Posted By: News
Date: 16, March 04, at 8:27 a.m.
Prime Minister Patrick Manning pretended on two occasions last weekend to have lost his voice. He carried out this charade to avoid answering questions on the resignation of a member of his Cabinet, Labour Minister Lawrence Achong. His behaviour can only be described as childish, particularly as before developing sudden attacks of laryngitis he had spoken in clear voice to gatherings in north and south. His attitude to Media representatives who had approached him for a comment on a definite matter of national concern, was in essence a dismissal of the public's right to be informed about Government affairs.
Manning may have lost his Labour Minister, who had resigned "on a matter of principle", but he had clearly not lost his voice. On Saturday and Sunday he had addressed audiences without any evidence of laryngitis, yet had offered that excuse when journalists sought to interview him as he made his departure from the functions. His voice seemed to come and go at will because on the first occasion as he arrived to address an awards ceremony hosted by the Network of Women NGO's, the Prime Minister had brusquely told the Media that he had a function to attend. The former Labour Minister's not entirely unexpected resignation on Friday has been effectively in the public domain since then and the public needs to hear what the Prime Minister thinks about it, why he and Achong couldn't settle any differences and who is going to replace Achong.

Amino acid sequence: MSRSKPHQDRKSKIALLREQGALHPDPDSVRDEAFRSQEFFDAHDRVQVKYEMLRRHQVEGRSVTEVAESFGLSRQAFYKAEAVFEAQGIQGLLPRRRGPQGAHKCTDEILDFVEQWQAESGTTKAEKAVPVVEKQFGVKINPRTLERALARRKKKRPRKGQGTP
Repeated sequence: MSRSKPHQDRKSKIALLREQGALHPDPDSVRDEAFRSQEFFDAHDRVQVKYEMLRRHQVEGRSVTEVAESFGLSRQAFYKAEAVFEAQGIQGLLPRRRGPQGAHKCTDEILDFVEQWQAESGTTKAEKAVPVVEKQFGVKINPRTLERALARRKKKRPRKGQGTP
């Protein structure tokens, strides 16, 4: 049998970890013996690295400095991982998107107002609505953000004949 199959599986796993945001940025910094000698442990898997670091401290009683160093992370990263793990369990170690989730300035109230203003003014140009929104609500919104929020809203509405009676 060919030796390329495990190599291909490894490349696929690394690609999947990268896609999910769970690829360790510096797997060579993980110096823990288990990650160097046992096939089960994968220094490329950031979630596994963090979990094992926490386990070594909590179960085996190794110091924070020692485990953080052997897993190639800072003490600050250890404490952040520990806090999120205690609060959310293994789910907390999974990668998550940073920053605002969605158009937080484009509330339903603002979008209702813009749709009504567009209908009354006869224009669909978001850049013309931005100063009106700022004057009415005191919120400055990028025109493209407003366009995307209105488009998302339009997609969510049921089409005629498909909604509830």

Lawrence Achong had disagreed with Prime Minister Manning's reluctance to implement a promise of having Sectoral Wage Reform made on the political campaign trail in the run-up to the 2002 General Election. The matter had reportedly been discussed in Cabinet. In addition, the PM had publicly stated his opposition to its implementation at this time. So that when Achong had undiplomatically declared his support for it in public during the current strike involving workers on the construction of Atlantic LNG's Train Four, the former Labour Minister had only one course open to him: resign or face dismissal.
If Mr Manning was not ready to speak last weekend when approached by the Media, all he had to do was to say so. Manning could simply have said "no comment" or promised to speak about Mr Achong at a later time. But to pretend that he had lost his voice is simply not what we expect of a Prime Minister in the circumstances. By attempting to pappyshow the Media and incidentally the general public, which looks to the Media for information on matters of public concern, by suggesting that he had a voice problem, Prime Minister was being unamusingly absurd. Had a person other than the Prime Minister offered the clearly ridiculous excuse that he had lost his voice, in a not dissimilar circumstance, we would have said that he was less than truthful.
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